B- Hide the fact that childbirth will be painful for most of then, and probably the biggest pain that many of them ever felt. Then have some women who are lucky and don’t have much pain. But a large proportion of women end up surprised and unprepared for the pain.

      Giving information is always the answer. Yet here you are, bemoaning that OBs are not respecting women yet saying we should hide from them the reality that childbirth is painfull

      • Gæst

        When I was a teen, I had an appendectomy where no one told me how painful it would be afterwards (I assumed that the pain I was feeling before would be relieved by the surgery!) It was scary and I thought I was dying. Twenty years later I had an emergency c-section where no one really had time to prepare me for what that felt like, but having had abdominal surgery before I already knew. And it was so much better that way.

      • Anjee B.

        I have no problem with women being prepared for whatever version of birth they choose, which will pretty much involve some pain regardless (whether natural birth or scheduled c-section which involves pain post-op). The problem I have is with the over-emphasis on pain to the point of making women terrified at the idea of giving birth. I also don’t agree with the tendency of women to tell each other horror stories related to pregnancy and childbirth – the narrative in the U.S. is pretty awful.

        Yes, bad things can happen, yes, it is unreasonable to set women up to believe their experience will be awesome or positive or empowering no matter what – but it’s a damned shame to set women up to believe there is no chance of their experience being anything other than negative, painful, and scary. We all experience pain differently, there are different kinds of pain, and labor and childbirth are wildly variable in how they occur.

        I am in no way suggesting that anyone “hide” the fact that childbirth is painful – I’m not sure where you get that impression? I agree that women should be informed, I just don’t think it needs to be done in a way that makes them afraid of childbirth from the first time they hear about labor as children.

        • Have you read any history at all? Childbirth has always been negative, painful, and scary. We estimate how many children a European noblewoman had by how how many times she updated her will. The pain and chance of death were so bad that some ancient peoples saw labor as a curse from god(s). Egypt had a hippo as a childbirth goddess- they did that because hippos are terrifying and can kill you dead on a whim, just like childbirth. Viking women who died in childbirth went to Valhalla, same as men who died in battle, because childbirth was as bloody and painful and scary and deadly as battle.

          The ideal outcome- healthy mom, healthy baby- is fantastic. It’s worth the pain and risk by most people’s standards. But childbirth itself generally is an incredibly negative experience and always has been.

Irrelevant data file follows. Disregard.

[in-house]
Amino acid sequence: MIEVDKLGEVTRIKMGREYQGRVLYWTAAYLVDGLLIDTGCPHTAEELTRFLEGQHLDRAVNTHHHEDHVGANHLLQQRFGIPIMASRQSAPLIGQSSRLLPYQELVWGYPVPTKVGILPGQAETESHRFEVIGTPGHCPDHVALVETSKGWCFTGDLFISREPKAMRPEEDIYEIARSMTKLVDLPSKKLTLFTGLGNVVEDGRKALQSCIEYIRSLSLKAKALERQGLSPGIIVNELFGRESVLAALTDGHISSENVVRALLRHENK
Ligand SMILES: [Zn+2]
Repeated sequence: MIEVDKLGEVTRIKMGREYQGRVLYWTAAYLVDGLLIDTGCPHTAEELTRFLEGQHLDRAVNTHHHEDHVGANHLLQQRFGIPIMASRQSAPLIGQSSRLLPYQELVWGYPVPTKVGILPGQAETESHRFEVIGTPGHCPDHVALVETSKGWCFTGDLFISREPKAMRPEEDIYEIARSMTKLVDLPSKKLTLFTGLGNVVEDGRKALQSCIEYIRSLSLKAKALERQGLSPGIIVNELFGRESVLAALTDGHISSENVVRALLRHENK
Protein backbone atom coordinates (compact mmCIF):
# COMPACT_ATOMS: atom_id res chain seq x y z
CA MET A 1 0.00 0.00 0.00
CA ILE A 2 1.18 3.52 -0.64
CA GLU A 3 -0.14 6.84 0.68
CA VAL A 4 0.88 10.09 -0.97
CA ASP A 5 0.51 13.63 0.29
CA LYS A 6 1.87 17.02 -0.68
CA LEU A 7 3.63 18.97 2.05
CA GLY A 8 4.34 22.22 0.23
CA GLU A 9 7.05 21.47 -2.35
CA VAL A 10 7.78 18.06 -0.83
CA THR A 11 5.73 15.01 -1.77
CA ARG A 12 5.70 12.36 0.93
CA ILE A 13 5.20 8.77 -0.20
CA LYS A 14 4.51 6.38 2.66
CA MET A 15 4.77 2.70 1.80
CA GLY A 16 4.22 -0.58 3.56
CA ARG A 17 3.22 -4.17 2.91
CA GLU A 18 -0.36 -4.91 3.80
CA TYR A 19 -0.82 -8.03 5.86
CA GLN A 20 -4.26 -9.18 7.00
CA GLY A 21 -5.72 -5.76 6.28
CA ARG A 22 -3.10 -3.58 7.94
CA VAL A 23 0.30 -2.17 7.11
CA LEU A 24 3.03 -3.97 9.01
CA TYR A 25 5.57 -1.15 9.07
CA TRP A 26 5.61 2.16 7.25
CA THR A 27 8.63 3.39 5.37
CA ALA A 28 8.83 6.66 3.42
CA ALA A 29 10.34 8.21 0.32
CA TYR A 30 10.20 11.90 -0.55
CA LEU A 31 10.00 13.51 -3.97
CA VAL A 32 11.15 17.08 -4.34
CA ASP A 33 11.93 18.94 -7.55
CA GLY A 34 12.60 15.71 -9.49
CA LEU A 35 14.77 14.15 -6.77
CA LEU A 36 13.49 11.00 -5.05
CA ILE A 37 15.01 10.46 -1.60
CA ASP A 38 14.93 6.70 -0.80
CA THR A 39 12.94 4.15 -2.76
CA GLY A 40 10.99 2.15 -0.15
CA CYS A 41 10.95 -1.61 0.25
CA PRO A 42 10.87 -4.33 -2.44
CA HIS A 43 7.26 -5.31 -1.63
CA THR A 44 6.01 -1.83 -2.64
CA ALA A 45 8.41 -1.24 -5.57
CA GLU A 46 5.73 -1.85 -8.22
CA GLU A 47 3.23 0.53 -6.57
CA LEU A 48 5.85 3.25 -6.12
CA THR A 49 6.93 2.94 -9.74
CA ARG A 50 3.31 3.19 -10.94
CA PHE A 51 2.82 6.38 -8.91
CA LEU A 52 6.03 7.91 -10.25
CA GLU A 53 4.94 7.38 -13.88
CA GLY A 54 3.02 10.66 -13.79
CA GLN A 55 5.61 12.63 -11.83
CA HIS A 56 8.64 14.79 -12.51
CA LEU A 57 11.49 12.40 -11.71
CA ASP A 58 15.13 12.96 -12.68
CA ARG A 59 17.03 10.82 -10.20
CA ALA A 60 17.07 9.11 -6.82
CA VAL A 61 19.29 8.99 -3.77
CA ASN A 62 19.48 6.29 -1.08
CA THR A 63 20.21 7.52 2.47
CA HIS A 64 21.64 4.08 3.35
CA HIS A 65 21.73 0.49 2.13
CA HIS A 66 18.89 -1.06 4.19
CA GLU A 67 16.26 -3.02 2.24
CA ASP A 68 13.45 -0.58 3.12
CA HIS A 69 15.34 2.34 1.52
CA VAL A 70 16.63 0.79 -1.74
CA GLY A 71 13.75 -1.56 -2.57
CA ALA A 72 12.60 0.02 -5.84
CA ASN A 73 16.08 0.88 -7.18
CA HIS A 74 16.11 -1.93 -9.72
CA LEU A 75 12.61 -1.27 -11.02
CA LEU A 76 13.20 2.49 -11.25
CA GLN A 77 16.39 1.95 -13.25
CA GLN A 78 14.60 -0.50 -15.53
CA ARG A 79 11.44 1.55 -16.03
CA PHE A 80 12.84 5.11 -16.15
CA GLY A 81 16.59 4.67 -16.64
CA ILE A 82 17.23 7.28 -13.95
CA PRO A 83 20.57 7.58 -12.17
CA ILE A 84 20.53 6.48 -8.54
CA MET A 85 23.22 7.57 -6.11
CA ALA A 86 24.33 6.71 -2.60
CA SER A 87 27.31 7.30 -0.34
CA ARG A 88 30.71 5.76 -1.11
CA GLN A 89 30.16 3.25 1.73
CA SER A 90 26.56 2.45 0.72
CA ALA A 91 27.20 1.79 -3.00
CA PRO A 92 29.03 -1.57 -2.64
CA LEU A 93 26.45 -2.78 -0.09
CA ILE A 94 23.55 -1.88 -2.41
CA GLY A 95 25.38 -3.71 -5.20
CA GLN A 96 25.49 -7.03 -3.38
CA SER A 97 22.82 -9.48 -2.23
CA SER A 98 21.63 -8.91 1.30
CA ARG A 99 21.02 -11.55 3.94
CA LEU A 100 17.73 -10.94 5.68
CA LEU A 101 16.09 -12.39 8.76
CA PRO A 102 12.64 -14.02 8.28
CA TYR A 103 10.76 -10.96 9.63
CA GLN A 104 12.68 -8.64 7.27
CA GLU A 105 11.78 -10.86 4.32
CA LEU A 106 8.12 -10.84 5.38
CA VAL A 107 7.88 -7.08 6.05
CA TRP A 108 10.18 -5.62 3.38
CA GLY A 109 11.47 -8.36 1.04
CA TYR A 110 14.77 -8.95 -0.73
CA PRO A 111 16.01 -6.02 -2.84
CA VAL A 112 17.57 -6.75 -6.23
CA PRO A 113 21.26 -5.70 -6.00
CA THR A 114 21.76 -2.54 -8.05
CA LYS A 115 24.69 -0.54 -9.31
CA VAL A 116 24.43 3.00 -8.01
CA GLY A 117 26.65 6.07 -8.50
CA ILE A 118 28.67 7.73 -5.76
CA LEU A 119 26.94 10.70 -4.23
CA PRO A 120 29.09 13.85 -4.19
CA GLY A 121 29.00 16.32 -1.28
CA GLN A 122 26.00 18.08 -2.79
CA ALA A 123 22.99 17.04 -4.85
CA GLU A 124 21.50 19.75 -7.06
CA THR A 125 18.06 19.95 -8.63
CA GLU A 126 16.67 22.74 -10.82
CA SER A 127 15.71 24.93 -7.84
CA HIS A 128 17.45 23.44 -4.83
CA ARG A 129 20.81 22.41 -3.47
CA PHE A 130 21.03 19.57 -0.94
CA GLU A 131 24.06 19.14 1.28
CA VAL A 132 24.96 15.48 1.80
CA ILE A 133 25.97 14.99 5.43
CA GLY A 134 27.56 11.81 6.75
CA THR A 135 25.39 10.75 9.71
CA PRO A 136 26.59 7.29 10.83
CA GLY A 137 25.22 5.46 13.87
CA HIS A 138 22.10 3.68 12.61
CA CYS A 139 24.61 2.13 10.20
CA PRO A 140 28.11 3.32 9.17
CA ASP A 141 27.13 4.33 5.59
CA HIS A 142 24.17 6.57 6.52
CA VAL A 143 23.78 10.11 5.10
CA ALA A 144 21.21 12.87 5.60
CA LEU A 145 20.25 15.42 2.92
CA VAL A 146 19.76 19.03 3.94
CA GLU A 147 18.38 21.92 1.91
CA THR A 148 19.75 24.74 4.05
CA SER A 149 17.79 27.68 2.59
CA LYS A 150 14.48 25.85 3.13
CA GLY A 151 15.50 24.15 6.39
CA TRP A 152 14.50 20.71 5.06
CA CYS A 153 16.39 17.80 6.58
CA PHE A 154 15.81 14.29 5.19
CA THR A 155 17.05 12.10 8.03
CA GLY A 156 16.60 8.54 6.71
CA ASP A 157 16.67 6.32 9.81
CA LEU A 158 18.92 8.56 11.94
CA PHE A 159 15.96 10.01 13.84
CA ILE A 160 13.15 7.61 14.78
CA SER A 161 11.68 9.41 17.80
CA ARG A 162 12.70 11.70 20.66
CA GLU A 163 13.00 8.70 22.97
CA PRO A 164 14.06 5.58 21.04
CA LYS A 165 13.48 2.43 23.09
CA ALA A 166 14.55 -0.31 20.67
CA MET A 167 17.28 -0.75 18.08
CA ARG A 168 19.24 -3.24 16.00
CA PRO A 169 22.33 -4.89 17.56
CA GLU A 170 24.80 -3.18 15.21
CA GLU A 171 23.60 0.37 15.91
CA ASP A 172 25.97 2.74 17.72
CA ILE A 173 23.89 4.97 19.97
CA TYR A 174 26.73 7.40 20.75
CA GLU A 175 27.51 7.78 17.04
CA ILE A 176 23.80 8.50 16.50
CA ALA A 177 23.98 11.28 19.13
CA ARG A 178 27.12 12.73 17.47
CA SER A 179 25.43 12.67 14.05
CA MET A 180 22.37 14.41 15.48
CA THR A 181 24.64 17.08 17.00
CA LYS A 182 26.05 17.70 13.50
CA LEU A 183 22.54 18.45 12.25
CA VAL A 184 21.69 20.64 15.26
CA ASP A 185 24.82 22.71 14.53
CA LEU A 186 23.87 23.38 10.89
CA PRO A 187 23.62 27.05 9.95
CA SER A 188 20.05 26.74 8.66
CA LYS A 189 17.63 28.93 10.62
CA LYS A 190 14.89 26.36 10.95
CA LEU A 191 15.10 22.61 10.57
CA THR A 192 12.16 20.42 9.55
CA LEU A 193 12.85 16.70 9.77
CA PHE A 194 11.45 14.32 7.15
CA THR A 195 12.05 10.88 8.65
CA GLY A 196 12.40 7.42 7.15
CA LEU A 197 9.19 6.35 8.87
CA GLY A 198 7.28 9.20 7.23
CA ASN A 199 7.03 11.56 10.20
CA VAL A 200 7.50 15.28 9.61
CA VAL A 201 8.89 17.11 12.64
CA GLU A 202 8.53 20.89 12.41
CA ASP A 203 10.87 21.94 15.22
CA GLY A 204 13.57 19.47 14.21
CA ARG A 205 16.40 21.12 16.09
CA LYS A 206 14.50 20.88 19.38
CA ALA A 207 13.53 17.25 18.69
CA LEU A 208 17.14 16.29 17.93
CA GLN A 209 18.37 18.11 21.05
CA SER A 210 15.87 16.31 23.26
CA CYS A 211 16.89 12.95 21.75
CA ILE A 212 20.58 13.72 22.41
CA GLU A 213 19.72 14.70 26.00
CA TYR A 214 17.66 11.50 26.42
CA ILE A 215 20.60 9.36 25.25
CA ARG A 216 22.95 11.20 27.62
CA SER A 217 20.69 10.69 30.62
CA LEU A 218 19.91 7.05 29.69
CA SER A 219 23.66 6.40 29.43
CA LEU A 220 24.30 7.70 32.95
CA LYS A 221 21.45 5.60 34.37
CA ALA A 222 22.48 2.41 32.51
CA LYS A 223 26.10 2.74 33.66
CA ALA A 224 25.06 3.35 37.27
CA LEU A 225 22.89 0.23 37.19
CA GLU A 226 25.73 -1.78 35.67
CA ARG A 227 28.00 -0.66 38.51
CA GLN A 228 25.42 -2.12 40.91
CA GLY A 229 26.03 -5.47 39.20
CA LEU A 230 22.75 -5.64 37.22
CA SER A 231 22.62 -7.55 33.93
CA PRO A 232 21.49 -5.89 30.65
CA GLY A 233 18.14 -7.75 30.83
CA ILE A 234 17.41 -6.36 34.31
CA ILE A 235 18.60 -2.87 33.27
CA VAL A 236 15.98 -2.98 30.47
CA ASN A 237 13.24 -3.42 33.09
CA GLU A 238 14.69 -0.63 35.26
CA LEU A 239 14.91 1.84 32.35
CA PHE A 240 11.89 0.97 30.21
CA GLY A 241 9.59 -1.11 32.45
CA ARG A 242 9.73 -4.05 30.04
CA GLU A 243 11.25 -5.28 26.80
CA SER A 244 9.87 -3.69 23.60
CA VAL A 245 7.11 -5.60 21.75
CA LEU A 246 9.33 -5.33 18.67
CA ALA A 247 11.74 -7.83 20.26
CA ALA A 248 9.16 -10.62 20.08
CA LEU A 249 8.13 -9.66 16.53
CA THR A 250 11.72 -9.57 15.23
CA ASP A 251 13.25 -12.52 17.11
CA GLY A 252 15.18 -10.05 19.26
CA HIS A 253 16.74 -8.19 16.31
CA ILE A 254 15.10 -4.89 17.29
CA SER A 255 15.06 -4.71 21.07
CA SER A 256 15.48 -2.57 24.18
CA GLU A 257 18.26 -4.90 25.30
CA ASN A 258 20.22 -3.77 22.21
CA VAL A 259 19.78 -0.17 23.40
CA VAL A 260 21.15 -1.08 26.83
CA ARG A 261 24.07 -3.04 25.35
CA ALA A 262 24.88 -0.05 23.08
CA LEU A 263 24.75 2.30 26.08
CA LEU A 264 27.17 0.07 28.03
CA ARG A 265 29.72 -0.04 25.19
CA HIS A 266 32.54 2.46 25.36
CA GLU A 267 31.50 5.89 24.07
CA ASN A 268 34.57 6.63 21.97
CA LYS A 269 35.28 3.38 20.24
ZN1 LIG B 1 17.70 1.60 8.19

• swbarnes2

          So women who “choose” vaginal birth shouldn’t be prepared for c-sections? That’s your idea of good education? You prefer that midwives ‘educate’ women that if they do everything right, nothing bad can happen?

        • Azuran

          Thing is, whatever birth a woman ‘chooses’ isn’t guaranteed to be the birth she gets.
          The right thing to do is inform her of all the possible outcome so she can properly prepare for them.
          Being somewhat afraid seems to me to be a perfectly normal and reasonable feeling toward anything that is both usually painful and potentially could lead to serious complication and death.
          I understand not wanting to scare people, but it doesn’t seem to me that you can properly be informed about the potential risks and potential pain without also having some level of fear about the whole thing.

          I believe everyone also has the right to tell others whatever experience (good or bad) they had during childbirth. Women who had negative experiences have just as much rights to talk about those as does someone who had her perfect empowering birth.

        • fiftyfifty1

          So if I’ve had a bad experience with natural childbirth I should have to shut up about it? But If I had a good experience then I can talk? Why?

    • Jen

      Great, then uplift and support my decision to have an elective c-section.

      • Anjee B.

        Is there somewhere that I indicated that I would not support and uplift that decision? Do I understand it in most cases? No. Would I choose it for myself for any reasons other than medical necessity? No. The same way everyone here does not understand or have any interest in experiencing the natural birth that I chose.

        BUT I do not need to understand a decision in order to support the existence of the option or the women who choose it. There are tons of decisions I don’t understand but I support the people who make them. Can you say the same?

        • Charybdis